It would appear that what most users thought would be continuing support for cameras currently supported is not the case. See Fuji S5 raw.
This is very concerning; uncertainty of continued support undermines the very bases of my work flow using OP and now PL. I and many others do not produce and KEEP final image’s but just the RAW image’s and dop’s to enable outputting the corrected images as and when needed (or changing it) If DxO chose to drop support when producing (without warning customers) new versions or products this undermines my and others work flow.
Could someone from DxO explain why this has happened and if it is something that could happen again?
I suggest you be wary of this approach (regardless of the issue you’re reporting here; related to particular cameras) - as different versions of OP/PL can interpret sidecar/.dop files quite differently.
For example; when some aspects of the Smart Lighting algorithm were changed, older sidecar files containing details for Smart Lighting mode = OpticsPro9 were interpreted with completely different results.
Regards, John M
I agree this could be a problem, but at lest you would have a basis for correcting the images rather than having to redo every thing in different software due to not having the camera/lens information. I have ensured my older cameras are still supported (which they are) and the opened results appear to be OK but I am not comparing them to output done in the original version of OP. It must be difficult for those with a large back professional library if DxO change things like you say. My son has years of event images which are still selling even though no longer is professional. I can understand why he doesn’t use DxO but does use the storage flow I do (I copied him).
I must admit, it surprised me.
I’m guessing most of the hard work is in the measurements of the camera / lens - with the resulting corrections placed in a LUT or database. So if the figures are there for older cameras, why not use them?
My workhorse camera is a Nikon D300 (12 MP, 2007 technology), so the issue of cameras/lenses being removed from new versions of DxO products caught my attention. I enjoy satisfactory results with my D300 and I want to continue processing its NEF files in future releases of PhotoLab.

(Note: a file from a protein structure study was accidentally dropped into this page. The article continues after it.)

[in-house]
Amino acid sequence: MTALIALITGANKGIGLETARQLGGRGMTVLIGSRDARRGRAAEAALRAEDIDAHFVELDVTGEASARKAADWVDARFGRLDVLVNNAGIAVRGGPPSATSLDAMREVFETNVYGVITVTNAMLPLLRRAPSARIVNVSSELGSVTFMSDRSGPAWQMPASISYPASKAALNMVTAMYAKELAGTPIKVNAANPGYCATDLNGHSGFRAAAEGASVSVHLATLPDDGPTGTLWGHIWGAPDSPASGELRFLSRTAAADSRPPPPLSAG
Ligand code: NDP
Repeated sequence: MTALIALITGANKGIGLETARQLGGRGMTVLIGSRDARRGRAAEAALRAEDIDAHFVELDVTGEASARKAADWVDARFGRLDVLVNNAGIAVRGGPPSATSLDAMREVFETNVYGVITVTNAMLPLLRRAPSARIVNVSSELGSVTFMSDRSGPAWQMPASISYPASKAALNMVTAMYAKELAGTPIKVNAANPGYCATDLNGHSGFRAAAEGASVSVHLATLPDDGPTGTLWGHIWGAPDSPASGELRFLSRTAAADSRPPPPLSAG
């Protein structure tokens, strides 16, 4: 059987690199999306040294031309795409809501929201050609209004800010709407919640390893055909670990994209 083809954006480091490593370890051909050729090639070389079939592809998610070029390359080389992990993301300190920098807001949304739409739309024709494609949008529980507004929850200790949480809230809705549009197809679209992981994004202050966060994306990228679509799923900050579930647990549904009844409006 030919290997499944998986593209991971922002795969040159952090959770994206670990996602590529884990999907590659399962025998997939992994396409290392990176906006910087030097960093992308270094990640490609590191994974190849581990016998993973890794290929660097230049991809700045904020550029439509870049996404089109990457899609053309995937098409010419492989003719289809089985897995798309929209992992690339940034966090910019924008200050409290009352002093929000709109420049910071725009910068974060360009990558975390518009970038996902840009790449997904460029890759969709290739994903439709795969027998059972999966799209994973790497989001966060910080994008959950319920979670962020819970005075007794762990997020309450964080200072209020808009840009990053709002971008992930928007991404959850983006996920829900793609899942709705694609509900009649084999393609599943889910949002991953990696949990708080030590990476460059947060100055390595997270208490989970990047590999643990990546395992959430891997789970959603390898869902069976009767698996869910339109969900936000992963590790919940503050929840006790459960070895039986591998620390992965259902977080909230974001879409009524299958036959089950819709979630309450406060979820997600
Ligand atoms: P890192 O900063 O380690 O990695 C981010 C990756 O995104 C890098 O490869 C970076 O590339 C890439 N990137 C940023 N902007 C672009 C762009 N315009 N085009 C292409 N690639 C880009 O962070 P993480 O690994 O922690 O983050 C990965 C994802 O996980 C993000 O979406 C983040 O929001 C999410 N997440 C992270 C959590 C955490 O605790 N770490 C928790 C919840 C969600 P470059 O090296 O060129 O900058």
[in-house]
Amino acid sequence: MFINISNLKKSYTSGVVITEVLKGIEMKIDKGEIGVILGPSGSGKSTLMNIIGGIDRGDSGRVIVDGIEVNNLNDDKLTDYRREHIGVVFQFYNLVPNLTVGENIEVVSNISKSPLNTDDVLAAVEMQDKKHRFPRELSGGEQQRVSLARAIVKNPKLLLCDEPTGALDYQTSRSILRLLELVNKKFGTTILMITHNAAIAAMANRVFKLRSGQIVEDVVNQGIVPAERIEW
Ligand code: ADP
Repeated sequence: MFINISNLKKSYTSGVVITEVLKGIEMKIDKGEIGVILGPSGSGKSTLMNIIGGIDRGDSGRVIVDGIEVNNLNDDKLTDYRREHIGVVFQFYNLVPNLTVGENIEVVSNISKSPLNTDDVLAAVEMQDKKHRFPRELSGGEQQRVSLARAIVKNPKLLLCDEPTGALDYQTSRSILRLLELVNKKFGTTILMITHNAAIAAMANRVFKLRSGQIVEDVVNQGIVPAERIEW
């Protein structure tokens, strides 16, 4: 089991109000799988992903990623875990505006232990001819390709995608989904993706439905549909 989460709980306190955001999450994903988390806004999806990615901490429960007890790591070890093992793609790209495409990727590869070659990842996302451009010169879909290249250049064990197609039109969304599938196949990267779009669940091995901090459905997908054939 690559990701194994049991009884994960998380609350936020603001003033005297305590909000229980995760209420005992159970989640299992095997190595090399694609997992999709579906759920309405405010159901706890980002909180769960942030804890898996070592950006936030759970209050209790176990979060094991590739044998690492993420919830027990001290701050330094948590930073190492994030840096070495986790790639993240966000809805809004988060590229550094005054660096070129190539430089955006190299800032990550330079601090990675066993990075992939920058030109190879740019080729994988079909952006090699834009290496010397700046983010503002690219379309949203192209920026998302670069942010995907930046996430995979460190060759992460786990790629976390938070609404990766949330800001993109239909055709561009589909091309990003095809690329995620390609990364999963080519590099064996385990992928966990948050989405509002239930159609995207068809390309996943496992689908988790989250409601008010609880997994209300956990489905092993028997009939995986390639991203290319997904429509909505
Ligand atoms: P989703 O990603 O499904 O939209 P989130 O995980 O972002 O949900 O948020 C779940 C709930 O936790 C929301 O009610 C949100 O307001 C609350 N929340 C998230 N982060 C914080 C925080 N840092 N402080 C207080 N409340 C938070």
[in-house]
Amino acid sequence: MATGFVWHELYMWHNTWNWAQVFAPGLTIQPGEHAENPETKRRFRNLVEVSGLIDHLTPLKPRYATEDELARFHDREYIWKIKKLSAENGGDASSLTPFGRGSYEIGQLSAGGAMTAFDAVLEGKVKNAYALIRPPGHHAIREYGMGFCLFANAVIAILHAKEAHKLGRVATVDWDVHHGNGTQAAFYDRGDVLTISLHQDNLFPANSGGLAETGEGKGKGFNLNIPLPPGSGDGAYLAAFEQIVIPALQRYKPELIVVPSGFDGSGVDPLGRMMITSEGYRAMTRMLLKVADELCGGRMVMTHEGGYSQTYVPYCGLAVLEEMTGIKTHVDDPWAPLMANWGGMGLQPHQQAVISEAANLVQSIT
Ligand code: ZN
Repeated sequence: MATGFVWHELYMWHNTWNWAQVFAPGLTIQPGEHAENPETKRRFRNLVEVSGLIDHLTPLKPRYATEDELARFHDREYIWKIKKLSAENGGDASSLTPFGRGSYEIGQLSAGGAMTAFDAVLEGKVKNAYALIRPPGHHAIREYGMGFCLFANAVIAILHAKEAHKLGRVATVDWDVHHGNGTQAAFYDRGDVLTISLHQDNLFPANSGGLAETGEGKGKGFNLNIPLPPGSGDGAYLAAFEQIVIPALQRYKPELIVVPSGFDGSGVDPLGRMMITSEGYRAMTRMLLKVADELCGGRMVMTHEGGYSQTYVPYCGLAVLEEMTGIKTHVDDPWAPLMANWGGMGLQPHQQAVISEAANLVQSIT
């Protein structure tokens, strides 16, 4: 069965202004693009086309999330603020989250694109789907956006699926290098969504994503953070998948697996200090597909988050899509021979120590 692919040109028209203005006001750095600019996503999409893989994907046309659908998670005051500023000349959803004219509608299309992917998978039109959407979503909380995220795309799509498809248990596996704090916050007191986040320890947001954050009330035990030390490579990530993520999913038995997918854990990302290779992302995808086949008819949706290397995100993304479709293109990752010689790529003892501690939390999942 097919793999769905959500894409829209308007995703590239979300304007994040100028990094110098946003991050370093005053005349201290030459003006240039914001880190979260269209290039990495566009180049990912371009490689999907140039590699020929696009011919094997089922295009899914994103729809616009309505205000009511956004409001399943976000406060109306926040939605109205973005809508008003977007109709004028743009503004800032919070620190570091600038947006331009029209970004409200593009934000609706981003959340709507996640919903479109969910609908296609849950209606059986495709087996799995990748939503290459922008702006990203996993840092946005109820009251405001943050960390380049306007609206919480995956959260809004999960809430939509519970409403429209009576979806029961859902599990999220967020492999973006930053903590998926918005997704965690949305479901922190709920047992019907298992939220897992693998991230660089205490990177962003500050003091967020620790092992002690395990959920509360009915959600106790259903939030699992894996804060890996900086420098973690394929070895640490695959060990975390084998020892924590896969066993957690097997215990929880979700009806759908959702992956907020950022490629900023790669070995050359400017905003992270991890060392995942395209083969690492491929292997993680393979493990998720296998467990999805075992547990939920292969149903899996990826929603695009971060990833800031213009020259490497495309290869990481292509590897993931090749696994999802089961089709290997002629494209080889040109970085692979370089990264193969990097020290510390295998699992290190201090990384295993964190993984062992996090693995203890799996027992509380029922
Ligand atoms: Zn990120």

We can lament the absence of process versioning in PhotoLab (as available in Lightroom), but it seems DxO has turned a deaf ear to that feature request.
“We can lament the absence of process versioning in PhotoLab (as available in Lightroom), but it seems DxO has turned a deaf ear to that feature.”
Over time it would look to be a more valuable addition than DAM functionality but probably less brownie points from the marketing side. It makes me wonder what the point of introducing DAM is if the original processing is likely to be unrepeatable due to changes in the program. Or is it just a marketing ploy aimed for short term sales ignoring the long term inability of really being of use. If removing cameras, changing processes leads to an inability to use/recreate whats catalogued?
Ditto here Joseph. The D300’s sensor was way ahead of its time when it came out - and thanks to OP~PL it still rocks - not to mention the catalog of Raw images over the years.
So a question would be how many people would not upgrade to newer versions of PL if legacy cameras start being dropped.
Hopefully the S5 situation is an anomaly.
Hopefully it is, DxO will let us know whats happen and whats planned I am sure. At lest after the last new version and the Black Friday offer few of us will leap in to a new version and have plenty of time to check if our gear is still supported.
Please, wait a bit. It’s not a system that DxO removes the support of the old cameras. Let me ask @Benoit to give you an overview on that.
There’s no concern to have about this topic, as no further camera support will be removed from DxO products in the future. This only happened with Fuji Super CCD cameras, and be sure it won’t happen with another camera model.
In more details, Fuji S3/S5 RAW pictures are using non Bayer sensors (Super CCD), which was requiring a fully dedicated RAW engine in our products. Keeping alive this specific RAW engine was regularly slowing down our developments. This combined to the fact that very few people were still using such cameras, we decided to remove it, but this decision was only made because of these specific conditions.
Thanks for the information.
OK, the removal of Fuji S3/S5 cameras is indeed an anomaly and I am relieved that Benoit’s post (thank you @Benoit) clarifies DxO’s position on not removing camera support from their products.
BTW I agree with your opinion on the D300’s. I bought mine new in 2008 and it has held up very well. It surely helps that we can take advantages of the latest advances in raw processors such as PL2.
I have added a request for process versioning which clearly is something needed here.